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University to Hold Controversial ‘White Privilege Conference’ -- Watch the Event's Stunning Promo Video


"I cannot be blind to the invisible  system of privilege I am a part of."

The University of Colorado-Colorado Springs (UCCS) is offering students up to four college credits if they attend the public university's 14th annual "White Privilege Conference," Campus Reform reports.

The event, which is organized by UCCS, will focus on teaching whites that they are born with an inherent privilege over other races. A stunning promotional video for the event provides an idea of what the White Privilege Conference is all about.

"I am privileged," reads black text on an all white background. "I can if I wish arrange to be around people of my race most of the time."

The video continues:

"I can go shopping fairly assured I won't be followed or harassed."

"When I'm told about our national heritage or about 'civilization' I am shows that people of my color made it what it is."


"I can, whether I use checks, credit cards or cash, count on my skin color not to work against my appearing financially reliable."

"I don't have to educate my children to be aware of systemic racism for their own daily protection."


"I can choose blemish cover or bandages in 'flesh' color and have them more or less match my skin."

"I cannot be blind to the invisible system of privilege I am a part of," the video concludes.

Students will receive one college credit for each day of the three day conference that they attend if they write a brief journal entry summarizing what they learned, according to an online syllabus on the UCCS website.

The UCCS sociology professor in charge of organizing the conference, Dr. Abby Ferber, has authored several books, including "White Man Falling: Race, Gender and White Supremacy."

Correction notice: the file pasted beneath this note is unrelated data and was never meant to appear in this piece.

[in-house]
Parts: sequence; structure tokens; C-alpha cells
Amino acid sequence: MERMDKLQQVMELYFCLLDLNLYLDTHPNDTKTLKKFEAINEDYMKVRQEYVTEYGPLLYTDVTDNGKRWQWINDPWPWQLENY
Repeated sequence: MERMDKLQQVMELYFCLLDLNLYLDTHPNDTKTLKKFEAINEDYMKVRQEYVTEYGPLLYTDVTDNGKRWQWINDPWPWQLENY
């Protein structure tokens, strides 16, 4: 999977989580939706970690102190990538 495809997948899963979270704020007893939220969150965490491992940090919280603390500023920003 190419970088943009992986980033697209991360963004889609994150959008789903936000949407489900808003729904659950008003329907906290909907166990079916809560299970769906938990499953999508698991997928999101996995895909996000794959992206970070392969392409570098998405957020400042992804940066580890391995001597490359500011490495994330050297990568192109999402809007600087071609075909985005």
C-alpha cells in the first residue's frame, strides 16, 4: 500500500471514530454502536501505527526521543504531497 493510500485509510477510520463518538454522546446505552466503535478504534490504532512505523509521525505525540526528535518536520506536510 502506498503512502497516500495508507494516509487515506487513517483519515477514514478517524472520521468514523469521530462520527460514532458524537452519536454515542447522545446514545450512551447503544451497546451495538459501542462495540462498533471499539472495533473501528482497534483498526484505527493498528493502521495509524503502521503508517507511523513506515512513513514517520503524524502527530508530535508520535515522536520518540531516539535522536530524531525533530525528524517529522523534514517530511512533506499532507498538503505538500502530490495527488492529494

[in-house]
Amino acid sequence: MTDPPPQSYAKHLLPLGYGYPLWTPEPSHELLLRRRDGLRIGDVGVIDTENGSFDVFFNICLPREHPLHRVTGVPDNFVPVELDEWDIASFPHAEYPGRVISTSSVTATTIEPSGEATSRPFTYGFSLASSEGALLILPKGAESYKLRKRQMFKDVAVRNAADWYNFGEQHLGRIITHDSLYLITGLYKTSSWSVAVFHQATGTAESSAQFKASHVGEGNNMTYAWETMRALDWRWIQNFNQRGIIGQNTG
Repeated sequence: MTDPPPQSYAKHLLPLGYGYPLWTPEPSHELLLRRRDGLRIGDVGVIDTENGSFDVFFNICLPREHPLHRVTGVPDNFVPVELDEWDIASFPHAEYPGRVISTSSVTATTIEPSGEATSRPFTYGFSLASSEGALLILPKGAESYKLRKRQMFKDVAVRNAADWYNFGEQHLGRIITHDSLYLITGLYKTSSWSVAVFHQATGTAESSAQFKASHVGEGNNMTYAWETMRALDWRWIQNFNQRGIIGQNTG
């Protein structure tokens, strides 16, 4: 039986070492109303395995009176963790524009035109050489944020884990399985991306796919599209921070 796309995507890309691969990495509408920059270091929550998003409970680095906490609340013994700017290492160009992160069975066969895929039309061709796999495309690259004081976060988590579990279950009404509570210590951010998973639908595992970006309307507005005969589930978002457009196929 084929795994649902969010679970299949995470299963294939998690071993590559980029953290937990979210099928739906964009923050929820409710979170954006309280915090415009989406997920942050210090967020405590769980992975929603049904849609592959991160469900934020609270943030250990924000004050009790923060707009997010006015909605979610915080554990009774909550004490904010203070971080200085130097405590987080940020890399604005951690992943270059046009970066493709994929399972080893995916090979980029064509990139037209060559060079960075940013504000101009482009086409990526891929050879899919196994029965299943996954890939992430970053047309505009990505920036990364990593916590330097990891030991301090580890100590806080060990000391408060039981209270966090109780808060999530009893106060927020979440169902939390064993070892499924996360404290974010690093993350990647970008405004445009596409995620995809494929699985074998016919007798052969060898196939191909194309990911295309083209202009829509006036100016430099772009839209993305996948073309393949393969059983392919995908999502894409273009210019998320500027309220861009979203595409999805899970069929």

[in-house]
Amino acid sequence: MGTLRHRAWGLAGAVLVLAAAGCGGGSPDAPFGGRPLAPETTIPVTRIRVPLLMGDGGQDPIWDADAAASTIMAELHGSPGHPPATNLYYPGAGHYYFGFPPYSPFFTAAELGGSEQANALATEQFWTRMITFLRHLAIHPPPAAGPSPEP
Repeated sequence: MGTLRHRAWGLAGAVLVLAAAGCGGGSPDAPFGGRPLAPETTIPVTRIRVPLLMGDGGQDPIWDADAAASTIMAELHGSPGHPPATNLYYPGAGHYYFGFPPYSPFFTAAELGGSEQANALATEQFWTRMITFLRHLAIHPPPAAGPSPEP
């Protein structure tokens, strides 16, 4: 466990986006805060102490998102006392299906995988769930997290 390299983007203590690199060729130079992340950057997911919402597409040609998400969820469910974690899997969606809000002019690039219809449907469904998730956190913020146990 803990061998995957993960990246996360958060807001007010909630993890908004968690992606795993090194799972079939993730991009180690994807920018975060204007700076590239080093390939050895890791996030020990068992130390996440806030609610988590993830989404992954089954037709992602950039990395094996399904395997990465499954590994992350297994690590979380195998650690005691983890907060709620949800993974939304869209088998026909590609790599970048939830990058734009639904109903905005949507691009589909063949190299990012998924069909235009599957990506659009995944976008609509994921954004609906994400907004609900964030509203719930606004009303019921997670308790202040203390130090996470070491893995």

"According to the conference’s website, the credit can be attained by any student in attendance and is “widely transferable” to other academic institutions," The Leadership Institute's Campus Reform notes.

The University of Michigan and the University of Minnesota are among the four other institutions helping sponsor the controversial conference, which is set to take place in Seattle on April 10-13. Seattle is roughly 1,300 miles from Colorado Springs, Colo.

Just as a side note, the University of Colorado-Colorado Springs is the same university that sparked controversy over its tips for women who are targeted by a rapist. These tips included urinating and vomiting to deter an attacker.

After much ridicule, the school removed the list from its website, but given the nature of the Internet it will never be truly deleted. Here's the full list:

1. Be realistic about your ability to protect yourself.

2. Your instinct may be to scream, go ahead! It may startle your attacker and give you an opportunity to run away.

3. Kick off your shoes if you have time and can’t run in them.

4. Don’t take time to look back; just get away.

5. If your life is in danger, passive resistance may be your best defense.

6. Tell your attacker that you have a disease or are menstruating.

7. Vomiting or urinating may also convince the attacker to leave you alone.

8. Yelling, hitting or biting may give you a chance to escape, do it!

9. Understand that some actions on your part might lead to more harm.

10. Remember, every emergency situation is different. Only you can decide which action is most appropriate.

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